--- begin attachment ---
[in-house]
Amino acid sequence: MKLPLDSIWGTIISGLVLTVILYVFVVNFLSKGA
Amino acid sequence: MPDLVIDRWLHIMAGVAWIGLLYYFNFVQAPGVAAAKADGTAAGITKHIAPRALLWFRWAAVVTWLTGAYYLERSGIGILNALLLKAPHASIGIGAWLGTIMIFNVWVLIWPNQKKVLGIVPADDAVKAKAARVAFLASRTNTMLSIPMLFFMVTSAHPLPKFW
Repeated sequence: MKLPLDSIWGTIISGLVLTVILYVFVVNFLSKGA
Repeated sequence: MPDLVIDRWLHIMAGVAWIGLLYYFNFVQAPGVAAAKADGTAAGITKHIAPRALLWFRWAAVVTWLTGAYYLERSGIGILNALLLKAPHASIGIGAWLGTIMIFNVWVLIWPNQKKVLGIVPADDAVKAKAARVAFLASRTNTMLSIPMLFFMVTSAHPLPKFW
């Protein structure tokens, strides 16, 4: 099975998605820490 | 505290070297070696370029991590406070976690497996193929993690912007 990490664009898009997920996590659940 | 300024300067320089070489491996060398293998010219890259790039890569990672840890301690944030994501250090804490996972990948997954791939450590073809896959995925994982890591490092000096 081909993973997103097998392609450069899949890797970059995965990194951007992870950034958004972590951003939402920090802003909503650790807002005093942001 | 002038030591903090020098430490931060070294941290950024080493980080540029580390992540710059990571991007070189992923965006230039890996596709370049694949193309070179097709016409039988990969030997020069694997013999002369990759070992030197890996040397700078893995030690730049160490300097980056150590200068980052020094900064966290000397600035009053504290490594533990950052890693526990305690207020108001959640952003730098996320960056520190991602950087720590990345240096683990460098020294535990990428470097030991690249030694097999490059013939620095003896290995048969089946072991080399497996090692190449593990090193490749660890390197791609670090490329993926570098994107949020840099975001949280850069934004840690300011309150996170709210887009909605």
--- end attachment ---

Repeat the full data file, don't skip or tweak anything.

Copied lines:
[in-house]
Amino acid sequence: MKLPLDSIWGTIISGLVLTVILYVFVVNFLSKGA
Amino acid sequence: MPDLVIDRWLHIMAGVAWIGLLYYFNFVQAPGVAAAKADGTAAGITKHIAPRALLWFRWAAVVTWLTGAYYLERSGIGILNALLLKAPHASIGIGAWLGTIMIFNVWVLIWPNQKKVLGIVPADDAVKAKAARVAFLASRTNTMLSIPMLFFMVTSAHPLPKFW
Repeated sequence: MKLPLDSIWGTIISGLVLTVILYVFVVNFLSKGA
Repeated sequence: MPDLVIDRWLHIMAGVAWIGLLYYFNFVQAPGVAAAKADGTAAGITKHIAPRALLWFRWAAVVTWLTGAYYLERSGIGILNALLLKAPHASIGIGAWLGTIMIFNVWVLIWPNQKKVLGIVPADDAVKAKAARVAFLASRTNTMLSIPMLFFMVTSAHPLPKFW
């Protein structure tokens, strides 16, 4: 099975998605820490 | 505290070297070696370029991590406070976690497996193929993690912007 990490664009898009997920996590659940 | 300024300067320089070489491996060398293998010219890259790039890569990672840890301690944030994501250090804490996972990948997954791939450590073809896959995925994982890591490092000096 081909993973997103097998392609450069899949890797970059995965990194951007992870950034958004972590951003939402920090802003909503650790807002005093942001 | 002038030591903090020098430490931060070294941290950024080493980080540029580390992540710059990571991007070189992923965006230039890996596709370049694949193309070179097709016409039988990969030997020069694997013999002369990759070992030197890996040397700078893995030690730049160490300097980056150590200068980052020094900064966290000397600035009053504290490594533990950052890693526990305690207020108001959640952003730098996320960056520190991602950087720590990345240096683990460098020294535990990428470097030991690249030694097999490059013939620095003896290995048969089946072991080399497996090692190449593990090193490749660890390197791609670090490329993926570098994107949020840099975001949280850069934004840690300011309150996170709210887009909605």